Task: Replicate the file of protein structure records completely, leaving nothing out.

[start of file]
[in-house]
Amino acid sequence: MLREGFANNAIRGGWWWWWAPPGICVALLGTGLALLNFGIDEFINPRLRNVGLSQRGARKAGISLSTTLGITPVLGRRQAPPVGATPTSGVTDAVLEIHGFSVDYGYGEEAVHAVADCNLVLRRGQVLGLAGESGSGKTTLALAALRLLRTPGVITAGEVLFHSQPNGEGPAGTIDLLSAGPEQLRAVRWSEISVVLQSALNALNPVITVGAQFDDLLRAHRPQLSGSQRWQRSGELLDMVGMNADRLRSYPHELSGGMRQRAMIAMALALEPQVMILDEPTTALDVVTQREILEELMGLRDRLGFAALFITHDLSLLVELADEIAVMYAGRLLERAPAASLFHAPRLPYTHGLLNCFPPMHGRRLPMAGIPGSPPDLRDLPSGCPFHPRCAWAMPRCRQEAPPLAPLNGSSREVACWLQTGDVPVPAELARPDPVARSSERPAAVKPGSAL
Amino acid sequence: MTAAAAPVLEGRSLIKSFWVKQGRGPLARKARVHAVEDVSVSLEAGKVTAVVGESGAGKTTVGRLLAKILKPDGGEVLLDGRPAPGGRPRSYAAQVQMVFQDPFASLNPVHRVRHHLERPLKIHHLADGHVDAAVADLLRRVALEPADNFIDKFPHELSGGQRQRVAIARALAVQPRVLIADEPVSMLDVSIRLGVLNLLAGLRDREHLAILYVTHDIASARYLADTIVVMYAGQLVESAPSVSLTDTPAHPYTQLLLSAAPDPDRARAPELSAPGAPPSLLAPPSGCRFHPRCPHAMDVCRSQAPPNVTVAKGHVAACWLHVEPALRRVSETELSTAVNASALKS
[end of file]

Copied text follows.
[in-house]
Amino acid sequence: MLREGFANNAIRGGWWWWWAPPGICVALLGTGLALLNFGIDEFINPRLRNVGLSQRGARKAGISLSTTLGITPVLGRRQAPPVGATPTSGVTDAVLEIHGFSVDYGYGEEAVHAVADCNLVLRRGQVLGLAGESGSGKTTLALAALRLLRTPGVITAGEVLFHSQPNGEGPAGTIDLLSAGPEQLRAVRWSEISVVLQSALNALNPVITVGAQFDDLLRAHRPQLSGSQRWQRSGELLDMVGMNADRLRSYPHELSGGMRQRAMIAMALALEPQVMILDEPTTALDVVTQREILEELMGLRDRLGFAALFITHDLSLLVELADEIAVMYAGRLLERAPAASLFHAPRLPYTHGLLNCFPPMHGRRLPMAGIPGSPPDLRDLPSGCPFHPRCAWAMPRCRQEAPPLAPLNGSSREVACWLQTGDVPVPAELARPDPVARSSERPAAVKPGSAL
Amino acid sequence: MTAAAAPVLEGRSLIKSFWVKQGRGPLARKARVHAVEDVSVSLEAGKVTAVVGESGAGKTTVGRLLAKILKPDGGEVLLDGRPAPGGRPRSYAAQVQMVFQDPFASLNPVHRVRHHLERPLKIHHLADGHVDAAVADLLRRVALEPADNFIDKFPHELSGGQRQRVAIARALAVQPRVLIADEPVSMLDVSIRLGVLNLLAGLRDREHLAILYVTHDIASARYLADTIVVMYAGQLVESAPSVSLTDTPAHPYTQLLLSAAPDPDRARAPELSAPGAPPSLLAPPSGCRFHPRCPHAMDVCRSQAPPNVTVAKGHVAACWLHVEPALRRVSETELSTAVNASALKS